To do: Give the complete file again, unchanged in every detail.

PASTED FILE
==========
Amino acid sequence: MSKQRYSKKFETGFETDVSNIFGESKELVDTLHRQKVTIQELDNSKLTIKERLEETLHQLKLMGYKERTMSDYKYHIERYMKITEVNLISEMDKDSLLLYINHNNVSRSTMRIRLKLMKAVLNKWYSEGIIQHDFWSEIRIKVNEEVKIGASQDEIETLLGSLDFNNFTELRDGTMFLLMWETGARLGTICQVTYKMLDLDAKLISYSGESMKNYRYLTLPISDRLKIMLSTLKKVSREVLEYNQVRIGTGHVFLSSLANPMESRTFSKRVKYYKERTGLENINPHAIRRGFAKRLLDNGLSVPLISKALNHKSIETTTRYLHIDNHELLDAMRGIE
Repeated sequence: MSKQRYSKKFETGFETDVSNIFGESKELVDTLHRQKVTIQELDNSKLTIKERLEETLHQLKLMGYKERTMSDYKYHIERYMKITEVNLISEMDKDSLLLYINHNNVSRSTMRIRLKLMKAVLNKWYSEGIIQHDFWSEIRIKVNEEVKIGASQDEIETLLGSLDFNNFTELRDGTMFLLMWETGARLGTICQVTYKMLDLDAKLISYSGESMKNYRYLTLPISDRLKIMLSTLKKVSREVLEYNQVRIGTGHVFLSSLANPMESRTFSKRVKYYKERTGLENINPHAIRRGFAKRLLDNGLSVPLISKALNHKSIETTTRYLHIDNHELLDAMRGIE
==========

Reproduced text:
Amino acid sequence: MSKQRYSKKFETGFETDVSNIFGESKELVDTLHRQKVTIQELDNSKLTIKERLEETLHQLKLMGYKERTMSDYKYHIERYMKITEVNLISEMDKDSLLLYINHNNVSRSTMRIRLKLMKAVLNKWYSEGIIQHDFWSEIRIKVNEEVKIGASQDEIETLLGSLDFNNFTELRDGTMFLLMWETGARLGTICQVTYKMLDLDAKLISYSGESMKNYRYLTLPISDRLKIMLSTLKKVSREVLEYNQVRIGTGHVFLSSLANPMESRTFSKRVKYYKERTGLENINPHAIRRGFAKRLLDNGLSVPLISKALNHKSIETTTRYLHIDNHELLDAMRGIE
Repeated sequence: MSKQRYSKKFETGFETDVSNIFGESKELVDTLHRQKVTIQELDNSKLTIKERLEETLHQLKLMGYKERTMSDYKYHIERYMKITEVNLISEMDKDSLLLYINHNNVSRSTMRIRLKLMKAVLNKWYSEGIIQHDFWSEIRIKVNEEVKIGASQDEIETLLGSLDFNNFTELRDGTMFLLMWETGARLGTICQVTYKMLDLDAKLISYSGESMKNYRYLTLPISDRLKIMLSTLKKVSREVLEYNQVRIGTGHVFLSSLANPMESRTFSKRVKYYKERTGLENINPHAIRRGFAKRLLDNGLSVPLISKALNHKSIETTTRYLHIDNHELLDAMRGIE